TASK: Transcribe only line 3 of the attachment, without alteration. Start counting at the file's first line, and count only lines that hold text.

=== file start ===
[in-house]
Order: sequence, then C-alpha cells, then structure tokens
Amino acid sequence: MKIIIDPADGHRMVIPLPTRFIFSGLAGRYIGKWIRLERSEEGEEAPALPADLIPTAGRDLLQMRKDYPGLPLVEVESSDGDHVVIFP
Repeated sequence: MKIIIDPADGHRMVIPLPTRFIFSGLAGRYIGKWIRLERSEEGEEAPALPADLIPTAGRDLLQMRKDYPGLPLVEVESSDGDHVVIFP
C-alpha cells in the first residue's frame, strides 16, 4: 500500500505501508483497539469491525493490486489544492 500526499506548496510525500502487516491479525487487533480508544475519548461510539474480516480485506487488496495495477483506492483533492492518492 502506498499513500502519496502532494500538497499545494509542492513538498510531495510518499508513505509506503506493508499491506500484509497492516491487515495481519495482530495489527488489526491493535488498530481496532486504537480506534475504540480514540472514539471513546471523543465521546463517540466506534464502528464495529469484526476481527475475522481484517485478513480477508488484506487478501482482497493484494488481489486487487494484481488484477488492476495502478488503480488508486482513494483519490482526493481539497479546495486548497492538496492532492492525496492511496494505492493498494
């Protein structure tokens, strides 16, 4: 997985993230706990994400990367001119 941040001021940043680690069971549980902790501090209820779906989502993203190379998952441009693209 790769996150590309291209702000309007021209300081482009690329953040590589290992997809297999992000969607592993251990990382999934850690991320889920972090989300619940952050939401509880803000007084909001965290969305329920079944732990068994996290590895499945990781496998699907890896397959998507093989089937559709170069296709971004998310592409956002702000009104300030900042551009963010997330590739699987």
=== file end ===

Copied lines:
Amino acid sequence: MKIIIDPADGHRMVIPLPTRFIFSGLAGRYIGKWIRLERSEEGEEAPALPADLIPTAGRDLLQMRKDYPGLPLVEVESSDGDHVVIFP